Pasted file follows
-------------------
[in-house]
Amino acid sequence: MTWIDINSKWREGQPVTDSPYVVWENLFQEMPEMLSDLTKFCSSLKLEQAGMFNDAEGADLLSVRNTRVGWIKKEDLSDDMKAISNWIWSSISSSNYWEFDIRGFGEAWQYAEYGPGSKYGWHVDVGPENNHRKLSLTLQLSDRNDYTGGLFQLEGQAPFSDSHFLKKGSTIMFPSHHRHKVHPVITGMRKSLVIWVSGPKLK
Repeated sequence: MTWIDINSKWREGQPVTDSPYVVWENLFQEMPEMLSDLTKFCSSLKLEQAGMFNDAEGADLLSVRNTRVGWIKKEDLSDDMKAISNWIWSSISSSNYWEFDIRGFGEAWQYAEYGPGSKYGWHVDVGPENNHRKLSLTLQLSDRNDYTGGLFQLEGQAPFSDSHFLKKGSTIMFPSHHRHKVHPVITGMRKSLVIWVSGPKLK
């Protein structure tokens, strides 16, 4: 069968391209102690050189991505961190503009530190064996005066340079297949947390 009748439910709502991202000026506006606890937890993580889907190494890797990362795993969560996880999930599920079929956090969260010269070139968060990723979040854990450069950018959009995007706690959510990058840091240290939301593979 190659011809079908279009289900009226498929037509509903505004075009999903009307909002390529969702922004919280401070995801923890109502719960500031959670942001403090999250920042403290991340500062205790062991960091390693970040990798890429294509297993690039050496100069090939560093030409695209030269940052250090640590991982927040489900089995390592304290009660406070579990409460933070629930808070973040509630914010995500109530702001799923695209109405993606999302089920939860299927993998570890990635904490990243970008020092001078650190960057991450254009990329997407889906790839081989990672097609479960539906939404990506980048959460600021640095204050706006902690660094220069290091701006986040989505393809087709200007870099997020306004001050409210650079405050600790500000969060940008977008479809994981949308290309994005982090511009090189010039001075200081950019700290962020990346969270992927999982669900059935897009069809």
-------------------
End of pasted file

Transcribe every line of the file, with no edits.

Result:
[in-house]
Amino acid sequence: MTWIDINSKWREGQPVTDSPYVVWENLFQEMPEMLSDLTKFCSSLKLEQAGMFNDAEGADLLSVRNTRVGWIKKEDLSDDMKAISNWIWSSISSSNYWEFDIRGFGEAWQYAEYGPGSKYGWHVDVGPENNHRKLSLTLQLSDRNDYTGGLFQLEGQAPFSDSHFLKKGSTIMFPSHHRHKVHPVITGMRKSLVIWVSGPKLK
Repeated sequence: MTWIDINSKWREGQPVTDSPYVVWENLFQEMPEMLSDLTKFCSSLKLEQAGMFNDAEGADLLSVRNTRVGWIKKEDLSDDMKAISNWIWSSISSSNYWEFDIRGFGEAWQYAEYGPGSKYGWHVDVGPENNHRKLSLTLQLSDRNDYTGGLFQLEGQAPFSDSHFLKKGSTIMFPSHHRHKVHPVITGMRKSLVIWVSGPKLK
């Protein structure tokens, strides 16, 4: 069968391209102690050189991505961190503009530190064996005066340079297949947390 009748439910709502991202000026506006606890937890993580889907190494890797990362795993969560996880999930599920079929956090969260010269070139968060990723979040854990450069950018959009995007706690959510990058840091240290939301593979 190659011809079908279009289900009226498929037509509903505004075009999903009307909002390529969702922004919280401070995801923890109502719960500031959670942001403090999250920042403290991340500062205790062991960091390693970040990798890429294509297993690039050496100069090939560093030409695209030269940052250090640590991982927040489900089995390592304290009660406070579990409460933070629930808070973040509630914010995500109530702001799923695209109405993606999302089920939860299927993998570890990635904490990243970008020092001078650190960057991450254009990329997407889906790839081989990672097609479960539906939404990506980048959460600021640095204050706006902690660094220069290091701006986040989505393809087709200007870099997020306004001050409210650079405050600790500000969060940008977008479809994981949308290309994005982090511009090189010039001075200081950019700290962020990346969270992927999982669900059935897009069809």